Clearly, the pandemic has not put a stop to the enthusiasm and creativity of our students. The young potentials of the AMS Master’s program Innovation & Entrepreneurship teamed up with strategic design students from POLI.design in Milan. Together, they ran an innovation sprint to come up with new business concepts for the Piaggio Group and UNICEF Belgium.
Dirk Jacxsens, Executive Director, and Dominique Ceuppens, Advocacy & Communication Director at UNICEF, experienced the students’ drive and professionalism up close and couldn’t be happier when the winning team turned out to be ‘one of theirs’.
A key part of the AMS Master’s program Innovation & Entrepreneurship is working on two real-life innovation projects, one from a Belgian and one from an Italian client. Coached by design thinking and innovation experts, students work together in small, international and multidisciplinary teams. During a short but intensive innovation sprint, they will pool and explore ideas, fine-tune them into a business concept and pitch the results in front of a jury of experts and representatives of both clients.
This approach may be pretty straightforward and delineated, the results are anything but: the business concepts the students manage to come up with in only a short period of time tend to be multi-layered and rich, bringing fresh perspectives and insights. Every year again, the experience proves to be a win-win situation for all parties involved: the students will gain international experience, learn to master 21st century skills, and meet attractive employers. Whereas the companies get to work with energizing teams of young potentials who are unhampered by precedents, resulting in original solutions.
“We wanted to bring in a fresh pair of eyes. Or in this case, several teams of young people.”
Directors at UNICEF Belgium Dirk Jacxsens and Dominique Ceuppens certainly enjoyed the whole journey: “We are always looking for innovative ways of actively engaging our volunteers in increasing brand awareness. This is quite a challenge, particularly since we are operating in an international context, so concepts have to be easy to implement in varying cultures. We had already tried out a number of concepts ourselves, but we wanted to bring in a fresh pair of eyes. Or in this case, several teams of young people.”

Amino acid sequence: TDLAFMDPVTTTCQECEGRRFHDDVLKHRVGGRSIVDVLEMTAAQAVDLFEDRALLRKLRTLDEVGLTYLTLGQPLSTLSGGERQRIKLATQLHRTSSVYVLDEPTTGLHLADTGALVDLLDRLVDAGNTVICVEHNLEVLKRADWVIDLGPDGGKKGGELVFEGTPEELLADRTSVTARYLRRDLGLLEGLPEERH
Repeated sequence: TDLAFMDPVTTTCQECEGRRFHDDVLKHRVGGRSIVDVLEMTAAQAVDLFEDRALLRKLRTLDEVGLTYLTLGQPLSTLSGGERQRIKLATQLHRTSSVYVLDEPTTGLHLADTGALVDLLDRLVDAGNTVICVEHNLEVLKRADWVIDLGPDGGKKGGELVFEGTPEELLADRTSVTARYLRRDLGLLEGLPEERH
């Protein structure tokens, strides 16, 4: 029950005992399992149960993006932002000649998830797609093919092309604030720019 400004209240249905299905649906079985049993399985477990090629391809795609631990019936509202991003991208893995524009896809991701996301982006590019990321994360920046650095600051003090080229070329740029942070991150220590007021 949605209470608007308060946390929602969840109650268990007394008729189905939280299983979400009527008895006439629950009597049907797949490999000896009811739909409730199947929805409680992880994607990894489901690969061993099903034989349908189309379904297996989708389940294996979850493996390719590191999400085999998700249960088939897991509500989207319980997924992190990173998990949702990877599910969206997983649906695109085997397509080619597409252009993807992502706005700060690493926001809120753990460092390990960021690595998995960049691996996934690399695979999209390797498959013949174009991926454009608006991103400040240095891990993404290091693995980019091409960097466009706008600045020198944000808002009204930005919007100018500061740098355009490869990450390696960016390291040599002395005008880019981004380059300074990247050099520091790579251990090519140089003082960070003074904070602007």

“The fact that young potentials from both Belgium and Italy are working together across disciplines already guarantees a multidimensional and multicultural approach. But to maximize the impact, it is important that the students get 100% creative freedom. Along with the coaches from Antwerp Management School, we prepared a design brief presenting our organization and values, best practices & lessons learned, and key criteria, such as international applicability and sustainability. It is important to communicate in detail, so students are well aware of the context they are working in, but it is equally important to nót stifle creativity.”
“We were absolutely delighted with the strong results delivered by all teams.”
“In this way, the process definitely mattered more than the results. At first, that is, because after the initial pooling and exploring of ideas, the student teams regularly met up with us to collect feedback so they could, step by step, filter their ideas and turn them into a business concept. At then, at the end, all teams presented their business concept to the companies and teachers in a grand finale. To decide upon the winning team, we had developed a detailed scorecard together with AMS. But I must say that we were absolutely delighted and surprised to see how all five teams managed to deliver strong results, even though the time was limited and the pandemic made things extra challenging.”
“Of course, UNICEF in itself is an inspiring organization to work for. Still, all student teams went above and beyond to present us with a multidimensional solution, including methodology, target groups, budget, supply chain, possible partnerships, etc. On top of that, each team wrapped up their business concept in a dynamic and persuasive presentation, which is not an easy thing to do, especially in an international context. In the end though, one team clearly stood out; they not only respected our design brief, but they took it to the next level.”
“Otherwise, feasibility always tends to make its way into the creative process.”
“We will certainly keep the other concepts in mind too, but for now, we are thinking about how we can integrate the winning concept into our branding strategy in the coming years. It will still need some fine-tuning, but it certainly brings a fresh perspective. That is the difference with designing solutions yourself or with a consultancy agency: feasibility always tends to make its way into the creative process, whereas students are unhampered by tradition or business reality. So we are quite happy with the results. But most of all, it was energizing and inspiring to be able to work with five teams of young people. They have all become UNICEF ambassadors in themselves, and some of them even sent us their resume. So yes, it is safe to say that it was a great experience for both parties.”
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